For Isabel, however, each visit feeds her insecurities. “I wouldn’t tell my friends I come to a food bank,” she says, her long brown hair pulled atop her head, her body clothed in black pants, a gray shirt and a black zip-up sweater. “It’s embarrassing to me. I have friends who pretty much can support themselves. One of my friends just bought a house.”

Scale of Sacramentan hunger
In 2003, in the most recent countywide survey of the issue, the Sacramento Hunger Commission issued a study titled “Hunger Hits Home: A Report on Food Security in Sacramento County.” It reported that, in 2001, 56,000 adults in the county were worried about whether they’d be able to feed themselves and their families. Since then, food-bank staff believe, based on their own observations, that the problem only has grown larger.

In fact, the scale of Sacramentan hunger seems to broadly match that present in other large metropolitan regions throughout the state, as well as in many other cities nationally. In 2005, researchers for America’s Second Harvest found the country’s food-bank network was serving between 24 million and 27 million Americans each year, over a third of whom were children. In any given week, about 4.5 million received emergency food assistance.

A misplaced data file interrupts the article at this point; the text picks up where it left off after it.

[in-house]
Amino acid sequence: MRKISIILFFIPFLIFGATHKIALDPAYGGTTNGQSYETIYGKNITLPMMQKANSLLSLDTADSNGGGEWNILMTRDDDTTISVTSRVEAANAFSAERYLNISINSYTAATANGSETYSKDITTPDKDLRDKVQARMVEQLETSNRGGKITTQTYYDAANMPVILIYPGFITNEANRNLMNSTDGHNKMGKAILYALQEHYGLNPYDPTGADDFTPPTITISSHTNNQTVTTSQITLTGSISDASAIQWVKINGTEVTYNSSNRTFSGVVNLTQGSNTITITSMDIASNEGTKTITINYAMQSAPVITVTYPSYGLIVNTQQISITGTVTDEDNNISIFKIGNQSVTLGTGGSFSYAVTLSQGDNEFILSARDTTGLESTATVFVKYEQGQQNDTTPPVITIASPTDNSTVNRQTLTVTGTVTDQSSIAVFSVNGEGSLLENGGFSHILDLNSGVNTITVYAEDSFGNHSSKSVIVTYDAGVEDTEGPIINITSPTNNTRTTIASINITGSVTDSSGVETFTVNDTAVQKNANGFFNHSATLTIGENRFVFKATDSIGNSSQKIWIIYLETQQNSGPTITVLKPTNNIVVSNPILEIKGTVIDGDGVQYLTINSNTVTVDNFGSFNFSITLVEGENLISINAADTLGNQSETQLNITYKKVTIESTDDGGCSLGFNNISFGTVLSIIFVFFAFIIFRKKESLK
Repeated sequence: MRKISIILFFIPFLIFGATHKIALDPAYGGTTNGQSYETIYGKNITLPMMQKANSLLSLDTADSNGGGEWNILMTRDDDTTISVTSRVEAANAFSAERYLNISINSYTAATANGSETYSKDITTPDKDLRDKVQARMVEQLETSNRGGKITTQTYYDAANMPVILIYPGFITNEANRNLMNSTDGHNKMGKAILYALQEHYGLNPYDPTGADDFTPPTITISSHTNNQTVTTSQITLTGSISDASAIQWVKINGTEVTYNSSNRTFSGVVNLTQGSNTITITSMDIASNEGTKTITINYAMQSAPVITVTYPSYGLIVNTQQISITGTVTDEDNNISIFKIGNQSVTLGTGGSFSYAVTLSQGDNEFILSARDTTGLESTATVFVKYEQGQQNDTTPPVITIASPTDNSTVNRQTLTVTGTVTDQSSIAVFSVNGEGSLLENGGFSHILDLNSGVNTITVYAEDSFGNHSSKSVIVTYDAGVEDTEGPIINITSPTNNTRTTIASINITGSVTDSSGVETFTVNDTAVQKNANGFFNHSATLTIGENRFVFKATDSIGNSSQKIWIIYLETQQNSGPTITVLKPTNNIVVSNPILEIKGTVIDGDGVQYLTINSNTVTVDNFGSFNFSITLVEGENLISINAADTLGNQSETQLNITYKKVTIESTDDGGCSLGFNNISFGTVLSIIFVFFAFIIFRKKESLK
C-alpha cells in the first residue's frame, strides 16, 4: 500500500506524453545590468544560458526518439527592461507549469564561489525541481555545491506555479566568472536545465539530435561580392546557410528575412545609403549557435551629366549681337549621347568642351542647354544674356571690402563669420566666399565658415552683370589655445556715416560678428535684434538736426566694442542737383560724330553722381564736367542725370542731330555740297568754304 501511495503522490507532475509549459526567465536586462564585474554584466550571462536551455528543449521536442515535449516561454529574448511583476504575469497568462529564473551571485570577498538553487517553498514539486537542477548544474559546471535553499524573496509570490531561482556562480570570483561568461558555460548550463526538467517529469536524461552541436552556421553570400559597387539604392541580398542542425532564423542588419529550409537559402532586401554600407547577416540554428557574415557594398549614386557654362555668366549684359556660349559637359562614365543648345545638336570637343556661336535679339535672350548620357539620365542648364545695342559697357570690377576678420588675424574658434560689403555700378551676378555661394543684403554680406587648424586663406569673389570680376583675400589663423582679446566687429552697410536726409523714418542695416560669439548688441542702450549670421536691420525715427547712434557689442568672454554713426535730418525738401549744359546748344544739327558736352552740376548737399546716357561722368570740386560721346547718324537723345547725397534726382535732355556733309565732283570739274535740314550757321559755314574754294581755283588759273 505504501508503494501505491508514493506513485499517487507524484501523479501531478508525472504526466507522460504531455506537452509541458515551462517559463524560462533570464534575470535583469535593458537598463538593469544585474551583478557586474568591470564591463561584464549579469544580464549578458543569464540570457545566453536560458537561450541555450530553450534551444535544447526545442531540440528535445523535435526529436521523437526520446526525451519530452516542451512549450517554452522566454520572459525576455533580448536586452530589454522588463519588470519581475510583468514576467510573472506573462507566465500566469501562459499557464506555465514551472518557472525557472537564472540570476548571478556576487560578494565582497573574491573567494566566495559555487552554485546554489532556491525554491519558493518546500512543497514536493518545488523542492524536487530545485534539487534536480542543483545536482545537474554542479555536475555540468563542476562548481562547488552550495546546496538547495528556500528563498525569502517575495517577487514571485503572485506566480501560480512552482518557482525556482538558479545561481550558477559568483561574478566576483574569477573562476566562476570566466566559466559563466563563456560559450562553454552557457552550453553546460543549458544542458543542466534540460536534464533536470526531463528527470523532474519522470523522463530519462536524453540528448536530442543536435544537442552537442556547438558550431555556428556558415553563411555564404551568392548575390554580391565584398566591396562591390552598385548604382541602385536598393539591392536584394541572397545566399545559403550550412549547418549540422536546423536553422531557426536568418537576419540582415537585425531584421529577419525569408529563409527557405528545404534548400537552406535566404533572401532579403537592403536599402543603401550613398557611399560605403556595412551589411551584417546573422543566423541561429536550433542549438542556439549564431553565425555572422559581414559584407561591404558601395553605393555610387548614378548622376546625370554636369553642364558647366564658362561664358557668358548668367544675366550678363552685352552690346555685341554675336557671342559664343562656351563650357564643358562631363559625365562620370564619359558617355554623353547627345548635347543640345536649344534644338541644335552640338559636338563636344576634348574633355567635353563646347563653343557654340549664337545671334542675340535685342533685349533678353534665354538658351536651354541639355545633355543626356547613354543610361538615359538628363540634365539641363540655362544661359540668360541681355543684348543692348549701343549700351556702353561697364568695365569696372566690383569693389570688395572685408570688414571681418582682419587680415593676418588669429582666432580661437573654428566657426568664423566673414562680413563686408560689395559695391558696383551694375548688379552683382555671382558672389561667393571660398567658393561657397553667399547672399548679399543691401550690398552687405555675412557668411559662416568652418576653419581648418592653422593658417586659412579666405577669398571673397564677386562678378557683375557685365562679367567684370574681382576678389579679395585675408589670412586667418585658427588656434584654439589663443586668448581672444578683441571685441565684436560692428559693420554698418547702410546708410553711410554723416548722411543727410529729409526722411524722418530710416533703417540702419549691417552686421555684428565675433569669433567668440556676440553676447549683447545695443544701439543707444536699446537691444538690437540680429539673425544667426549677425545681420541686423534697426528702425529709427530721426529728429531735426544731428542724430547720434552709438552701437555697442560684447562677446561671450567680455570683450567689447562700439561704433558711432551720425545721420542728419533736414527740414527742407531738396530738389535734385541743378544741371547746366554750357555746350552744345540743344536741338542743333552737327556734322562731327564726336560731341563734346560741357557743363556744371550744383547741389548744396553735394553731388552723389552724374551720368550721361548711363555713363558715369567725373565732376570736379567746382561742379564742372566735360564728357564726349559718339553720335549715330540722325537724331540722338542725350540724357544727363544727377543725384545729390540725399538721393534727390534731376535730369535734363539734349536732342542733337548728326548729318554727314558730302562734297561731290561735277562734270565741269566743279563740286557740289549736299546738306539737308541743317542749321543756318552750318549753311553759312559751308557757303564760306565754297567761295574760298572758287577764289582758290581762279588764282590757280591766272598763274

People waiting for the window to open at the Sacramento Food Bank.

SN&R Photo By Larry Dalton

For longtime Sacramento hunger activist Father Dan Madigan, it’s an age-old problem that only has gotten worse in recent years. Madigan’s an Irish immigrant who’s lived in the area some 40 years, and over the past three decades largely has built from scratch the city’s nonprofit food-distribution network. Too many residents, he says, are paid “small, insignificant wages that just don’t go anywhere. They’re no good. You can’t raise a family on the minimum wage. It’s impossible. Absolutely impossible.”

California’s growing hunger problem is part of a growing national epidemic. Quite simply, more and more Americans are being forced into low-wage, non-benefit-paying jobs. They’re struggling to pay ever-increasing utility costs to heat and cool their homes, buy gas to drive to work, and pay for skyrocketing housing. They’re increasingly vulnerable to economic catastrophe if a family member gets sick. Given this situation, these low-income Americans oftentimes find they have no choice but to shortchange themselves and their families on food.